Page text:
Today Lydia and I bought a pink Schwinn Pixie. Pretty much identical to this photo I found online, except Lydia’s has the front fender also. An early 80′s model. Lydia is crazy excited to have an ‘old school’ bike like Mom and Dad (a lot of our neighborhood jaunts are on our Schwinn Suburbans). We got home and started cleaning it up. I’m going to try and get the internal stuff up to par tonight and tomorrow we should be ready to start working on training wheel free living. It’s going to be a good summer.
Posted: March 31st, 2009
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You should have pizza night. I myself could have pizza night every night, provided I had plenty of bean burrito lunch options. I think I could feasibly live on bean burritos and pizza for a very long time. Until I was 80. Than I’d probably want to start introducing more into my diet.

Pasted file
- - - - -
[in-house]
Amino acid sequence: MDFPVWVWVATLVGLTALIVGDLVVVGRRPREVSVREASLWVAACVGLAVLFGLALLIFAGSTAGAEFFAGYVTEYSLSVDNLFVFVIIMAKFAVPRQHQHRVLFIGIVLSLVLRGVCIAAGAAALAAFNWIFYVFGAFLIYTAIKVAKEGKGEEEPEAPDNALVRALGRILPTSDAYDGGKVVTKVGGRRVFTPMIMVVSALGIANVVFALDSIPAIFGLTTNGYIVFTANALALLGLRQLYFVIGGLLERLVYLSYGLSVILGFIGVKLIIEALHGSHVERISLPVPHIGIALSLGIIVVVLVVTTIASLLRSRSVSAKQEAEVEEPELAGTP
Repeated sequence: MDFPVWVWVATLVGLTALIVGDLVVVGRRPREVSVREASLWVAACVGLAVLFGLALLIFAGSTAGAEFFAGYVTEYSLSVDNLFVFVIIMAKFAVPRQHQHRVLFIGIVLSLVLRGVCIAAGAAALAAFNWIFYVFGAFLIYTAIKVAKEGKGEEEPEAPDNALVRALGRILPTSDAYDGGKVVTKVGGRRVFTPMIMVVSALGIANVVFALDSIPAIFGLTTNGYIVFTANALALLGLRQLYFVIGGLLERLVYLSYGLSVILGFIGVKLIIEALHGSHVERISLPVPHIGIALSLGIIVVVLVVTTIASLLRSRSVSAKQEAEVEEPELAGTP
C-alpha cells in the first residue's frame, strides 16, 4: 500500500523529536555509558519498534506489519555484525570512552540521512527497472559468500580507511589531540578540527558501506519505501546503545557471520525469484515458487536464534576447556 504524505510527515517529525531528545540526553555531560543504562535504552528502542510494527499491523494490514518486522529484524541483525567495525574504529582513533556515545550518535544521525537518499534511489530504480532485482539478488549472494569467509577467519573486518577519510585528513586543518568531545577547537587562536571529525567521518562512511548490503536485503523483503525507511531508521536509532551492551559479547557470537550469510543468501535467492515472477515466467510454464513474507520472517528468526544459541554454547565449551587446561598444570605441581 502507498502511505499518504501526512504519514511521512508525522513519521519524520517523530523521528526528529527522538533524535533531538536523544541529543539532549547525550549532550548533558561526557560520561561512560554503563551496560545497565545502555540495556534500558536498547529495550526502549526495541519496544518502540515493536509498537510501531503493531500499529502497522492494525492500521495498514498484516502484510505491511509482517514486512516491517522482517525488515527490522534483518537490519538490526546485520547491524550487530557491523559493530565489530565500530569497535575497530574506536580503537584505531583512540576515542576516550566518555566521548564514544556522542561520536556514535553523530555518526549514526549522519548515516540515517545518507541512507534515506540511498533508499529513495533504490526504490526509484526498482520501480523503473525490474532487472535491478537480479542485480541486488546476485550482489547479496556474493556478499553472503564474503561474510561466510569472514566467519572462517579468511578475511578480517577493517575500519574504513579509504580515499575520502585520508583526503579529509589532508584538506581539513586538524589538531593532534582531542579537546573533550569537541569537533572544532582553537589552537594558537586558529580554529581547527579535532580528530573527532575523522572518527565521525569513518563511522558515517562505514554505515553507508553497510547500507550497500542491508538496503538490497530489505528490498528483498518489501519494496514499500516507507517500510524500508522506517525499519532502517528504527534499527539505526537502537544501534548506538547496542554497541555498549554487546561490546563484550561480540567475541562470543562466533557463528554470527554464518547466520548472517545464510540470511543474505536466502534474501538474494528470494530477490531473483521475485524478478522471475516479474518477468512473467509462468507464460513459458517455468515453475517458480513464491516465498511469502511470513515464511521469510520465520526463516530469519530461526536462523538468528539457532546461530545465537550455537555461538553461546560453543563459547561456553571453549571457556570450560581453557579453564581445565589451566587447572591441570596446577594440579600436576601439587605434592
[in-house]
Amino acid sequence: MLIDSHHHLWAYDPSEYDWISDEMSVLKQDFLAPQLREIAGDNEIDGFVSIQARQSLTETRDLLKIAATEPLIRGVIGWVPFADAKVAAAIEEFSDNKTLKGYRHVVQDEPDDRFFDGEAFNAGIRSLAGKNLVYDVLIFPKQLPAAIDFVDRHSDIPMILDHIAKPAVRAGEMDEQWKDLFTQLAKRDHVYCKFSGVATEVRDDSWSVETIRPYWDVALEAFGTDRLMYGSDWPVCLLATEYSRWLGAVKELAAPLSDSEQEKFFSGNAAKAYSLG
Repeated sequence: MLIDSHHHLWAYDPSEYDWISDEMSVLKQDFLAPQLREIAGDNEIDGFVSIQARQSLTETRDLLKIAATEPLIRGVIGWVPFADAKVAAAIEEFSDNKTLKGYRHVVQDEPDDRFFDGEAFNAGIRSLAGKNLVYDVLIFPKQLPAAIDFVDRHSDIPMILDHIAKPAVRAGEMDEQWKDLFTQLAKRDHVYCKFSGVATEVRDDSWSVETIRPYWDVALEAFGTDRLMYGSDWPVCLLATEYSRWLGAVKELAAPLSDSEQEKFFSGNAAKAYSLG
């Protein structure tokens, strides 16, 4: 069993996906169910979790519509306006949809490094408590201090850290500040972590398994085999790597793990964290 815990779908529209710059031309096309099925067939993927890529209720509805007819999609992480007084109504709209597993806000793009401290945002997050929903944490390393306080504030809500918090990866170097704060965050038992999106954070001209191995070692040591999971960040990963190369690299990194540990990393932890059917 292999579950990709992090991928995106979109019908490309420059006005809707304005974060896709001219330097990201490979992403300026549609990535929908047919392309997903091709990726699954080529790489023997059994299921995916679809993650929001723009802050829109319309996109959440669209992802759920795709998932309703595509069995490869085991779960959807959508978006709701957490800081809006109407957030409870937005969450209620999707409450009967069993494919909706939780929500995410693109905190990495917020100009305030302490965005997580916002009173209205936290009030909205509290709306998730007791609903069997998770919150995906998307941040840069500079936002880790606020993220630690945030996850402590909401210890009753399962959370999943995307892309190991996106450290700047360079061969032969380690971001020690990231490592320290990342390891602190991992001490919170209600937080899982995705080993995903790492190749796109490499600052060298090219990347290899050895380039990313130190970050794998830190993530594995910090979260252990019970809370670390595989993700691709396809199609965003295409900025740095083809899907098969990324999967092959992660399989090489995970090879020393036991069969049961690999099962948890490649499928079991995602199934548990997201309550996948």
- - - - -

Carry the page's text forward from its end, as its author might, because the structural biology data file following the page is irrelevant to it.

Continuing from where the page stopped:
We at Operation Houge have adopted a Friday night pizza night policy for the last who knows how long and it’s been good. Sometimes we pick up pizza from places like Papa Murphy’s or Papa John’s. We used to order from KNX up the street but they kept switching hands and I’m not sure what the place is called anymore or how to get a hold of them. We’ve got the Pizza Factory around the corner at Skinners which is pretty good, they don’t skimp on the cheese that’s for sure. If I’m out of town Jodi will sneak a frozen pizza into our oven. But generally 90 percent of the time we make our own pizza. I think making your own crust is the most intimidating part so let’s talk about that.
Proper Nate’s Pizza Recipe.
1 1/2 cups warm water (put your finger in it, if your finger’s happy it’s probably about right)
1 tsp. yeast.
1 1/2 Tbl. Olive Oil
1 1/2 Tbl. Honey
1 1/2 tsp. salt
2 cups wheat flour
2-3 cups white flour
Before I bore with details, allow me to sum everything up:
Combine. Knead. Rise. Flatten. Top. Bake. Eat.